By Maria Patterson
RISMEDIA, July 3, 2007—As the market slows and foreclosures rise, many are pointing the finger at the lending industry, under fire for pushing exotic mortgages and stretching borrowers’ budgets to the breaking point. As a result, many lenders are making dramatic changes, and some have shut their doors.
At Chase, however, the company is poised to enjoy a bright future, confident in the company’s strong track record as a responsible lender. Chase, for example, chose not to offer Option ARMs (adjustable-rate mortgages)—which could cause borrowers to owe more on their mortgage down the road than they did the day they took it out—emerging with a strong reputation, loyal clients, and a growing list of programs and products designed to get…and keep…people in homes.
“With the media spotlight on everything that’s happening in real estate in general, people want to deal with responsible lenders,” says Pablo Sanchez, managing director of Retail Lending at Chase. “Unfortunately, the industry hasn’t made it easy for folks to understand all the different mortgage variables, so that makes it even more important to be someone customers can count on.”
Helping Customers When the Market Slows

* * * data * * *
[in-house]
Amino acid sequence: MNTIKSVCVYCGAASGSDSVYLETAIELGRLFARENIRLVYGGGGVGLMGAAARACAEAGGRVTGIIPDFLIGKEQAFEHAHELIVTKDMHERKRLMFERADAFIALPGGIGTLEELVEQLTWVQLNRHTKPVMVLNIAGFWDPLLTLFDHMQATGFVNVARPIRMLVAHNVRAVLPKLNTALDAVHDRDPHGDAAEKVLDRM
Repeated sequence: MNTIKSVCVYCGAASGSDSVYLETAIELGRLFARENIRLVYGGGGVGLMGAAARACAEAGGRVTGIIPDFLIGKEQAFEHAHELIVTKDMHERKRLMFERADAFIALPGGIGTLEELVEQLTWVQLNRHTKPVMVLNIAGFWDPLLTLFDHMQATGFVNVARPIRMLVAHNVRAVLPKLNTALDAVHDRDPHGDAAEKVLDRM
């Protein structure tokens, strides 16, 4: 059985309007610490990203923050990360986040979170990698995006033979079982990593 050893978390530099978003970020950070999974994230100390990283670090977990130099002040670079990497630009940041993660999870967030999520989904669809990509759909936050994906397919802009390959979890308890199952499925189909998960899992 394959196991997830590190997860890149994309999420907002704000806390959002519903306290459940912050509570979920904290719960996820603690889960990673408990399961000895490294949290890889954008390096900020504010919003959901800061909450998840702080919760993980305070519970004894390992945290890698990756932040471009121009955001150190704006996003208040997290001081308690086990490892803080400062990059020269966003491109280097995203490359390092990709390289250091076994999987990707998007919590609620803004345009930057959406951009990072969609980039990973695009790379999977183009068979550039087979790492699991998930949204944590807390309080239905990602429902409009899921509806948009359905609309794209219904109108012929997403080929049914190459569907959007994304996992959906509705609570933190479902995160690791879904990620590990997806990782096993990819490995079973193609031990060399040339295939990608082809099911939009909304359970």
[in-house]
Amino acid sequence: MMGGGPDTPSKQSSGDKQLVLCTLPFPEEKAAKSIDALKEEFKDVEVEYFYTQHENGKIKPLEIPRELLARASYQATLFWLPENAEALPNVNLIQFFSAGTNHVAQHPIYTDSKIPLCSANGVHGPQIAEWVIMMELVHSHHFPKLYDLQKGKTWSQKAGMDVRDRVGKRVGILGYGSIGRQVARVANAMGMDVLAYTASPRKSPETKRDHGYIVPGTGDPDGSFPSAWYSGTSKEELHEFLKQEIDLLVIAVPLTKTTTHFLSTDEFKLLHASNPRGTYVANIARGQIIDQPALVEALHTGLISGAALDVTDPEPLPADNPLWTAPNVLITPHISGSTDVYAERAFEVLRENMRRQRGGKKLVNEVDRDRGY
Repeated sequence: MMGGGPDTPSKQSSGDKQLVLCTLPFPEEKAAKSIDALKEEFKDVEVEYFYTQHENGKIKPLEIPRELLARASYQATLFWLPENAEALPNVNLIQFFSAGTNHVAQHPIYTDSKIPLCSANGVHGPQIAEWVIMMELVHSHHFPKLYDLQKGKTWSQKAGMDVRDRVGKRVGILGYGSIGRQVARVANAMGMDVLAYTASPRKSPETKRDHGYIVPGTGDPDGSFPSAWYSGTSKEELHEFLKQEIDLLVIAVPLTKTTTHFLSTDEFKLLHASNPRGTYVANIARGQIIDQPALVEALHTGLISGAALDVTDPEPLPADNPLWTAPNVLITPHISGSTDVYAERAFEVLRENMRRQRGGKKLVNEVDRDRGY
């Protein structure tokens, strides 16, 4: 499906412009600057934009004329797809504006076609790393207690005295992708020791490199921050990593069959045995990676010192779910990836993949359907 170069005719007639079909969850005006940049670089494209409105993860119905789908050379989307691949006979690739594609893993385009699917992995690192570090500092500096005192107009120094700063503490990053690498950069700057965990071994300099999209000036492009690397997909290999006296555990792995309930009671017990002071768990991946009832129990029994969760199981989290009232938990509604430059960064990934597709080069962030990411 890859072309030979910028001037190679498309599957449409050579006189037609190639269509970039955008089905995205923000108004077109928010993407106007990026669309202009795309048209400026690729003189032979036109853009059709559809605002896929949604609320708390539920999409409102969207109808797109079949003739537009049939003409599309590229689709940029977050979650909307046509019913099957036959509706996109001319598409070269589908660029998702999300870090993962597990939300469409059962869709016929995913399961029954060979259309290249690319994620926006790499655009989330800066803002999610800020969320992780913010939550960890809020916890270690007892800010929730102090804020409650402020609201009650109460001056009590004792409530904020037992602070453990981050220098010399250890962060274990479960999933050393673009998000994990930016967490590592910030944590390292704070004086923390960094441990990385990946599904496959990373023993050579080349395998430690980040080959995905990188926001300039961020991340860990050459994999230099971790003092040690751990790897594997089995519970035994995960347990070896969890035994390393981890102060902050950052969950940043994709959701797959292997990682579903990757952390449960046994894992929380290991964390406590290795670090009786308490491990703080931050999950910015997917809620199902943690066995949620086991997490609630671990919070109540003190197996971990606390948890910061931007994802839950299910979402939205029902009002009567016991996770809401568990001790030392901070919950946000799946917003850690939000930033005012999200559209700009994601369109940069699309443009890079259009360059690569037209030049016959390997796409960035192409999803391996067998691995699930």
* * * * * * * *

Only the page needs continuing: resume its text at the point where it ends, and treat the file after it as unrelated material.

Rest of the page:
According to Sanchez, this is a role Chase has played for many years. “This is not a new endeavor for us,” he emphasizes. “We’ve shown on many different levels that we are a responsible lender by staying away from the more exotic types of loans. We didn’t go down that path—we didn’t want to put folks at risk of negative amortization.”
According to Thasunda Duckett, SVP of Emerging Markets at Chase, some consumers gravitated toward mortgages that they qualified for initially, but couldn’t necessarily afford down the road. “With home-price appreciation slowing or prices even slipping, people were finding that they didn’t have the equity necessary to get a different loan when the interest rate on their ARMs—and thus their monthly payment—adjusted upward.”
“The tremendous demand for homes fueled home price appreciation, which led some people to take on more and more expensive homes,” explains Timothy Foley, SVP of Product Development at Chase. “Now the challenge is helping people to retain the dream of homeownership.”
“It’s very important that we be responsible and proactive with both our prime and subprime clients,” says Sanchez. “We take this very seriously—it’s part of our core values.”
“Whenever there is a challenge in the market, there is also an opportunity for a company like Chase,” Duckett explains. “Our real estate partners are looking for a lender that will be here tomorrow. A company with Chase’s size, history and brand name gives them that level of comfort.”
Understanding Consumer Segments
An important part of being a responsible lender means understanding the needs of different market segments, providing products that meet those needs, and arming our customers with the information necessary to make good product choices.